- Sara Nelson, the president of the Association of Flight Attendants, blasted the Trump White House on MSNBC’s The Last Word for not effectively coordinating a response to the COVID-19 outbreak in the US.
- Nelson blamed President Donald Trump for putting flight attendants and the public at risk by making it harder for labor and the government to work together.
- Airlines have been working diligently to ensure air travel remains safe but cannot do so much without government coordination and assistance.
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America’s head flight attendant criticized the Trump administration for what she claims is a lack of coordination between the government and labor unions to combat the spread of COVID-19 in the US.
Sara Nelson, president of the Association of Flight Attendants, praised the work of airlines during an appearance on MSNBC’s The Last Word but accused the White House of not taking the outbreak as seriously as previous administrations did.
“The words that have come from the White House have put both [flight attendants] and the traveling public in harm’s way,” Nelson said.
Citing the lack of testing capabilities for COVID-19, Nelson first pointed to growing coronavirus spread that has transcended national borders and resulted in hundreds of US cases, saying the government’s inability to contain the outbreak “puts us all at risk.”
Nelson also highlighted the lack of coordination between airlines, unions, and the government through the White House to effectively implement “simple, good ideas” such as allowing airlines to stock additional quantities of hand sanitizer on their aircraft.
Meanwhile, President Donald Trump repeatedly touts his swift action in the early days of the virus’ spread, saying that he closed the borders “early on” and against the advice of others in his administration.
Directives from the White House regarding air travel have been to deny entry into the country for non-US citizens who have traveled to China or Iran while requiring US citizens who have traveled to either region enter the country through designated gateway airports. US citizens returning from either country will be subject to CDC screening and may be required to quarantine for a two-week period.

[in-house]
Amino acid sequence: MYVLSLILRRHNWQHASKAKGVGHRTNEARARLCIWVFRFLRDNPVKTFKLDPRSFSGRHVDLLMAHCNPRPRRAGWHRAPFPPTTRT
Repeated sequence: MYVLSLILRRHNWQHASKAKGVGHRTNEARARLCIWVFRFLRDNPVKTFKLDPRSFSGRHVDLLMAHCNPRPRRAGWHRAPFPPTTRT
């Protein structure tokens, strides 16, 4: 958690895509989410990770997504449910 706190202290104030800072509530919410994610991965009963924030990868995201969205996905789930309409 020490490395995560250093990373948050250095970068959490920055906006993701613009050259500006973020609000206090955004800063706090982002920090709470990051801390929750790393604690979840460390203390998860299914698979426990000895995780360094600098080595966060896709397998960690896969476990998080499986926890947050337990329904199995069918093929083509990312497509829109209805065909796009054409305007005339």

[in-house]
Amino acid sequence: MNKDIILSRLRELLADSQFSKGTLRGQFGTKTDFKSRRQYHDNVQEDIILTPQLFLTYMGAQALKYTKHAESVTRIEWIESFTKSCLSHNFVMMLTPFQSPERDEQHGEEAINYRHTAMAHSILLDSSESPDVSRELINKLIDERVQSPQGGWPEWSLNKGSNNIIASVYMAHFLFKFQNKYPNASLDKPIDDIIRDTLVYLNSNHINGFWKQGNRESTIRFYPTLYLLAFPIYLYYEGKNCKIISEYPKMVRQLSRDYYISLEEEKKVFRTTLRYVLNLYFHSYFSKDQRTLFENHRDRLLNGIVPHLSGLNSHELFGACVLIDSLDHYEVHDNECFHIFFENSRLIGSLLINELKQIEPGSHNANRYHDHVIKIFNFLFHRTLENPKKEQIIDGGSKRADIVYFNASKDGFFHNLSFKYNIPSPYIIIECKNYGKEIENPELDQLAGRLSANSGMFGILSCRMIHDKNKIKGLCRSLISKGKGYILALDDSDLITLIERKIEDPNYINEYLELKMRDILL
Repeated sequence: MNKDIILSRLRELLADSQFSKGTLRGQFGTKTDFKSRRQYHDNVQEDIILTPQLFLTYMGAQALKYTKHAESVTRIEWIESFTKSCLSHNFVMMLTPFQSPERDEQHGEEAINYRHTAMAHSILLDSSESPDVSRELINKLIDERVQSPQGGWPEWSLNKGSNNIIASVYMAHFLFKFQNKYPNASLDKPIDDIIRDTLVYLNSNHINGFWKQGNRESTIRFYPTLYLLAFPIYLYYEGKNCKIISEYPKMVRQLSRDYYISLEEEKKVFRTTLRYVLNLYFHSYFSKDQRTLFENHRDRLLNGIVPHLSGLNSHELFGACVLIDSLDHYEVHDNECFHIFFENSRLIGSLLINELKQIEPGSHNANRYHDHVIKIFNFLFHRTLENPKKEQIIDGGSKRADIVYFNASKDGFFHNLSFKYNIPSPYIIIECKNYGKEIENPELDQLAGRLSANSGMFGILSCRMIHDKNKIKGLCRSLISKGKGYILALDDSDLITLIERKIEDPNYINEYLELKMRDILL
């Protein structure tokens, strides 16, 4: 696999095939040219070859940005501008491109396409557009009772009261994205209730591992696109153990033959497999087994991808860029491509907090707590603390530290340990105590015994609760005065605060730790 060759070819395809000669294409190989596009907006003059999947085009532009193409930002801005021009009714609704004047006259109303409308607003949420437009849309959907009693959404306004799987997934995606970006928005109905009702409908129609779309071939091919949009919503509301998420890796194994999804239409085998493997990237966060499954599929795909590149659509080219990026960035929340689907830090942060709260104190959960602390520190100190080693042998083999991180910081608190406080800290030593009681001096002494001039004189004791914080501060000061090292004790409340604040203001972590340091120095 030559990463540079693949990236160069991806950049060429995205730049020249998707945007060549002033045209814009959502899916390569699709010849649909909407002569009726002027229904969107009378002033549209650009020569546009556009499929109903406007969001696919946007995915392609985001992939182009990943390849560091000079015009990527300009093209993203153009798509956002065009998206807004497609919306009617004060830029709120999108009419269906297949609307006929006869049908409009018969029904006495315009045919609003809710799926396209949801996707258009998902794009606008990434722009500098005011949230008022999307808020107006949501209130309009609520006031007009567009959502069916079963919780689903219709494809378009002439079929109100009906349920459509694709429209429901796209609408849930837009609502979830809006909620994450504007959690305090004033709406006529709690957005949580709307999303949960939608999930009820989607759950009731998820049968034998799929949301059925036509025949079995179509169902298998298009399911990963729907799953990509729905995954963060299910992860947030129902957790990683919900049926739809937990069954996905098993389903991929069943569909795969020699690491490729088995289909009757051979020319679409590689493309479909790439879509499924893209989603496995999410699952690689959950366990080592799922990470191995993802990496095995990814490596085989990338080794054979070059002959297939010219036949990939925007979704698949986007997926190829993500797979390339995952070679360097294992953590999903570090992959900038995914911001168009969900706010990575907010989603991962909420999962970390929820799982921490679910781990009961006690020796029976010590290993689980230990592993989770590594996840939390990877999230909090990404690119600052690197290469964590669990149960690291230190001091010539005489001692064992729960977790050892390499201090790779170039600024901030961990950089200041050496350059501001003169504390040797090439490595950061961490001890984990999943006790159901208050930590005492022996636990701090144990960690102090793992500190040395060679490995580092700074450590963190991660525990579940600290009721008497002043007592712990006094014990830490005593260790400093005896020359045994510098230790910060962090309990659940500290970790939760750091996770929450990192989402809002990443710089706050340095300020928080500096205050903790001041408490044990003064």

Having worked with the Obama administration during the Ebola outbreak, however, Nelson believes the Trump administration’s response has been insufficient in protecting the public and that the government is ill-informed on the status of the outbreak because it isn’t talking to labor groups.
“We can’t even talk here with good information about what we can do in this country to be able to contain this,” continued Nelson, comparing her experience with the Trump administration compared to the Obama administration’s response to the Ebola outbreak. “So, I can’t even believe where we are today and I’m extremely disheartened that the President of the United States is putting [flight attendants] at risk, [flight attendants] jobs at risk, our entire economy at risk and not taking this seriously.”
Despite fears to the contrary, Nelson stated that airplanes and airports are among the safest locations due to the extra precautions being taken by airlines such as ensuring aircraft are cleaned and sanitized before and after flights.
“Ironically, going to airports and getting on planes may be one of your safest public locations because the airlines have been working with the unions and the people that know how to address these things for the last two months…”
A reduction in demand for travel has led to airlines around the world canceling flights and reducing service on even the most lucrative routes. British Airways recently reduced frequencies on its flagship London-New York route, a top business route that’s earned the airline over $1.1 billion in previous years, as businesses cut back on non-essential travel.
Some airlines have implemented travel waivers and are waiving change fees for future bookings in an attempt to boost consumer confidence in air travel. The reduced demand for travel has been evident in the increasing lower airfares for flights between Europe and the US.
While flights to affected regions in Asia and Italy from the US have been largely reduced, airlines are continuing to operate internationally and will continue to do so until demand dictates otherwise. Nelson praised the work of airlines in ensuring flying remains a safe form of air travel despite the outbreak.
“The airlines are working very hard on making sure that they are taking deliberate measures to do extra cleaning, follow CDC guidelines on that cleaning, and they have been interfacing with [labor unions] on that,” said Nelson.
“We can take this crisis on but not with this kind of chaos from the White House,” she added.